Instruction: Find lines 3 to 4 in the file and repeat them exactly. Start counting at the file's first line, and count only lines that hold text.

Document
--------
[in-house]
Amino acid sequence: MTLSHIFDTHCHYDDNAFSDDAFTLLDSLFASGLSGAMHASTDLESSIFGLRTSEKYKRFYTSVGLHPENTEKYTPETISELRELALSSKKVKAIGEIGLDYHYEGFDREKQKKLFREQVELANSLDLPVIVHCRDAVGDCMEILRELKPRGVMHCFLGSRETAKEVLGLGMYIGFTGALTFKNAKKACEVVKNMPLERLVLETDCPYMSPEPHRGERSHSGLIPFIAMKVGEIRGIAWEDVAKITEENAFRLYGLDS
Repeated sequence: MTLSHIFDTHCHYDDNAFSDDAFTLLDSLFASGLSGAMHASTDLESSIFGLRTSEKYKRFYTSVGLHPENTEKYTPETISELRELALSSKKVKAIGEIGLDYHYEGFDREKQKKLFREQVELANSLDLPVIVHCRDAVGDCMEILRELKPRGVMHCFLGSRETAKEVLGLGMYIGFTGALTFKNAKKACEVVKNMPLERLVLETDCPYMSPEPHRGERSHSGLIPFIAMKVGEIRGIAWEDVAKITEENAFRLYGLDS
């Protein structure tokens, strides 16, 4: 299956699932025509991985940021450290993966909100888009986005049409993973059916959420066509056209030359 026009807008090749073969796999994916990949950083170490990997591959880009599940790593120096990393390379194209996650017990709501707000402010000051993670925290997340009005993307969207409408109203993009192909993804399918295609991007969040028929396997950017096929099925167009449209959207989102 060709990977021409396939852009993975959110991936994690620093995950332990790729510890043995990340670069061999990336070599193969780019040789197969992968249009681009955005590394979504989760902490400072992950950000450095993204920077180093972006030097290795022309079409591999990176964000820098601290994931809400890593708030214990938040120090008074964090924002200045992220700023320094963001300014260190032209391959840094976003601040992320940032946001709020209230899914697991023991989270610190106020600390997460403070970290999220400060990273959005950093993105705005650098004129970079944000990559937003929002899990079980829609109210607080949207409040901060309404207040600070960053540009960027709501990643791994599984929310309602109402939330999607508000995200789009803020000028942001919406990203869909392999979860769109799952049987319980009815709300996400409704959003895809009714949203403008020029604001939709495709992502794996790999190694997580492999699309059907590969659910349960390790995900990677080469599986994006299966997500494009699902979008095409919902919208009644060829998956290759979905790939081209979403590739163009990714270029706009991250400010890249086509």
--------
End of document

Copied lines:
Repeated sequence: MTLSHIFDTHCHYDDNAFSDDAFTLLDSLFASGLSGAMHASTDLESSIFGLRTSEKYKRFYTSVGLHPENTEKYTPETISELRELALSSKKVKAIGEIGLDYHYEGFDREKQKKLFREQVELANSLDLPVIVHCRDAVGDCMEILRELKPRGVMHCFLGSRETAKEVLGLGMYIGFTGALTFKNAKKACEVVKNMPLERLVLETDCPYMSPEPHRGERSHSGLIPFIAMKVGEIRGIAWEDVAKITEENAFRLYGLDS
């Protein structure tokens, strides 16, 4: 299956699932025509991985940021450290993966909100888009986005049409993973059916959420066509056209030359 026009807008090749073969796999994916990949950083170490990997591959880009599940790593120096990393390379194209996650017990709501707000402010000051993670925290997340009005993307969207409408109203993009192909993804399918295609991007969040028929396997950017096929099925167009449209959207989102 060709990977021409396939852009993975959110991936994690620093995950332990790729510890043995990340670069061999990336070599193969780019040789197969992968249009681009955005590394979504989760902490400072992950950000450095993204920077180093972006030097290795022309079409591999990176964000820098601290994931809400890593708030214990938040120090008074964090924002200045992220700023320094963001300014260190032209391959840094976003601040992320940032946001709020209230899914697991023991989270610190106020600390997460403070970290999220400060990273959005950093993105705005650098004129970079944000990559937003929002899990079980829609109210607080949207409040901060309404207040600070960053540009960027709501990643791994599984929310309602109402939330999607508000995200789009803020000028942001919406990203869909392999979860769109799952049987319980009815709300996400409704959003895809009714949203403008020029604001939709495709992502794996790999190694997580492999699309059907590969659910349960390790995900990677080469599986994006299966997500494009699902979008095409919902919208009644060829998956290759979905790939081209979403590739163009990714270029706009991250400010890249086509």